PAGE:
Jemisin, N. K. The Kingdom of Gods.

NY: Orbit, 2011.

The most common pattern for a fiction trilogy is for a good deal of action and the introduction of strong characters in the first volume (to hook the reader), extended plot development and a relative lull in action in the second volume (the “bridge”), and a wrapping-up of everything in the third volume. Jemisin declines to follow that well-worn path, though.



Cameron, Dana. Site Unseen.

NY: HarperCollins, 2007.

For some reason, I seem to be reading a lot of murder mysteries involving archaeologists lately. Unfortunately, though I had hopes for it, this really didn’t turn out to be one of the better ones. It’s the first in a series featuring thirty-year-old Emma Fielding, whose specialty appears to be North American colonial sites, which this time is a very early English fort on a coastal river near Penitence Point, Maine.


Published in: on 28 January 2018 at 9:17 am  Leave a Comment  
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Dessen, Sarah. What Happened to Goodbye.

NY: Viking, 2011.

Dessen is a first-rate author whose novels are directed at young adults but which should be of interest to anyone who enjoys a good story and thoughtful writing, regardless of age. The protagonist of this one is seventeen-year-old McLean Elizabeth Sweet, who was named after her basketball-fanatic father’s favorite college coach. But then the coach retired and his younger replacement ran off with McLean’s mother, which kind of soured both of them on the sport.


Dessen Sarah. The Truth About Forever.

NY: Penguin, 2004.

I’ve become a fan of Dessen’s books, which are marketed as “young adult” but the themes of which are of interest to all readers. While there’s always a romantic element, it’s never cut-and-dried and absolutely never clichéd. Certain themes recur, too: The sibling who is either much more perfect than the narrator, providing a role model it’s impossible to live up to, or else a complete disaster, which reflects on the sibling and makes her life more difficult.


Friedman, Aimee & Christine Norrie. Breaking Up.

NY: Scholastic, 2007.

This is a graphic novel about high school kids, undoubtedly aimed at high school kids, which is fine. But it doesn’t quite work. The focus is on four third-year girls at an arts magnet, each one of whom is (naturally) completely different from the other three. One is essentially a slut and the dominant personality, one is the shy hugger-peacemaker, one is being driven crazy by straitlaced parents, and the fourth, the narrator, is interested in a guy no one else approves of.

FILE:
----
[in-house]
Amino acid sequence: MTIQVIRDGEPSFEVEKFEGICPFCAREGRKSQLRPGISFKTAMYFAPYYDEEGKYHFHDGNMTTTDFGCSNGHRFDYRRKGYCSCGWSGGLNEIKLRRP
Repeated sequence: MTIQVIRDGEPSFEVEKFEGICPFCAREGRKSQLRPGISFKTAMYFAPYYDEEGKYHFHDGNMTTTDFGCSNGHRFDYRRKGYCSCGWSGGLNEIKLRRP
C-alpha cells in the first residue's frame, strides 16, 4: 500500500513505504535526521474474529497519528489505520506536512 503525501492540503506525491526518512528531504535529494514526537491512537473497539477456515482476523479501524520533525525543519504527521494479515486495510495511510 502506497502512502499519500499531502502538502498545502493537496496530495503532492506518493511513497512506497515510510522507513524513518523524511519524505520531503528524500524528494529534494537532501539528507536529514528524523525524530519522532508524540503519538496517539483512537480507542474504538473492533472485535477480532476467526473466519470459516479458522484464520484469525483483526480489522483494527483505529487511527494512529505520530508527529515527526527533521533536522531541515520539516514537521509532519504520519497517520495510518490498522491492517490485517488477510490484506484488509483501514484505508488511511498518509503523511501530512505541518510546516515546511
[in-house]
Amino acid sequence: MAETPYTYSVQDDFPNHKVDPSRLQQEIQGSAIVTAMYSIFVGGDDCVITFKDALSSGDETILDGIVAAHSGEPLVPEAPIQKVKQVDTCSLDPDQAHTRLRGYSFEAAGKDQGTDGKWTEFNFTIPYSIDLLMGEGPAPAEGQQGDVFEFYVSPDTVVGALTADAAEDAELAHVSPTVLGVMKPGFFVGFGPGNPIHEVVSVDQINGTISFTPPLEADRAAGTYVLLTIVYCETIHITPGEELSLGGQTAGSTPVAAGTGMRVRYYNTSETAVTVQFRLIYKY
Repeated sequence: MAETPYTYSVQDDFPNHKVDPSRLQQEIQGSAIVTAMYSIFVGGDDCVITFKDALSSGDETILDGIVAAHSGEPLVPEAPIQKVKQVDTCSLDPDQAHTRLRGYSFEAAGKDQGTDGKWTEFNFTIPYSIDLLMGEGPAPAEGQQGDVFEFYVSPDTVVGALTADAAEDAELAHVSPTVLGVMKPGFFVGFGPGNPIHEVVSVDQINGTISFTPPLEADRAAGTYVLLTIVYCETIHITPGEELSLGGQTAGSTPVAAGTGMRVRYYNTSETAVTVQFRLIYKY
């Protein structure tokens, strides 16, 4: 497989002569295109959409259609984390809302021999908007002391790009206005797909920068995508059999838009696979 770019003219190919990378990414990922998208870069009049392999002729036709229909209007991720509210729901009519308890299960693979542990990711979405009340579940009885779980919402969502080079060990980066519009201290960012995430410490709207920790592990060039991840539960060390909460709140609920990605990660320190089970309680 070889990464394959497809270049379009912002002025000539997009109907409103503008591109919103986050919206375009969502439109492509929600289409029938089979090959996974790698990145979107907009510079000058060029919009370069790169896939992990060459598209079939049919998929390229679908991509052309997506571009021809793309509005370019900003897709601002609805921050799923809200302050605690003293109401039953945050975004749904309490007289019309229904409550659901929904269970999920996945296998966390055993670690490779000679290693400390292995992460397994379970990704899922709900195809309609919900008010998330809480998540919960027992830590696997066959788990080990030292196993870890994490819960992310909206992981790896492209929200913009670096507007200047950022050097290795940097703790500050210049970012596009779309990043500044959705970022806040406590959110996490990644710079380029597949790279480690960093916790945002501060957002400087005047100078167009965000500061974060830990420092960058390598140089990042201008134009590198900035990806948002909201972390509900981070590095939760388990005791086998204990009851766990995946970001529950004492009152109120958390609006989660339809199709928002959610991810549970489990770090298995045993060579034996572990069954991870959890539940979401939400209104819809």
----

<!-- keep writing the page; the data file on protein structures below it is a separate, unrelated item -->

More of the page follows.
Published in: on 5 August 2017 at 7:24 am  Leave a Comment  
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Tamaki, Mariko & Jillian. This One Summer.

NY: First Second, 2014.

The Tamaki sisters, one writing the story and the other doing the art, made a splash a few years ago with Skim, about a rather geeky and overweight teenager in a private school. I really liked the true-to-life writing, though I had some reservations about the slightly strange artwork. This one again follows a young girl through a very ordinary piece of growing up, though it seems much more complicated to her.


Dessen, Sarah. The Moon and More.

NY: Viking, 2013.

Dessen has won a number of awards for her novels and frequently appears on “Best of the Year” lists — but always as a “Young Adult” author. That’s a form of ghettoization I try to avoid. I consider her simply a first-rate author of highly enjoyable fiction, period. Her eleventh book is about 18-year-old Emaline, plowing through her last summer at home, working in the family’s three-generation beach-rental business before heading off to a nearby state university. A perfectionist, highly organized (she was the only 5th Grader with her own filing cabinet), and a naturally helpful sort, she’s very well liked in the little coastal town of Colby (which feels like North Carolina), and she knows absolutely everyone.


Griffith, Nicola. Stay.

NY: Random House, 2002.

This is the second novel about Aud Torvingen, six-foot-tall Atlanta ex-cop, private investigator, self-defense and martial arts expert, new multimillionaire by inheritance, Lesbian, and experienced killer (“violence is a tool like any other”), whom we first met in The Blue Place. And it’s a doozie.


Published in: on 22 August 2016 at 4:16 am  Leave a Comment  
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Mina, Denise. The End of the Wasp Season.

NY: Little, Brown, 2011.

Mina has a knack for taking a novel, supposedly a single story, and reworking it as a cluster of related and converging stories, each with its own principal characters, its own interrelationships, its own plotline. The POV person in one will be a supporting player in one or more of the others.


Tamaki, Mariko & Jillian. Skim.

Toronto: House of Anansi Press, 2008.

It’s been my experience with graphic novels that, usually, either the art is really good but the writing is a bit lame, or vice versa. There are exceptions (like Neil Gaiman’s work), but not many.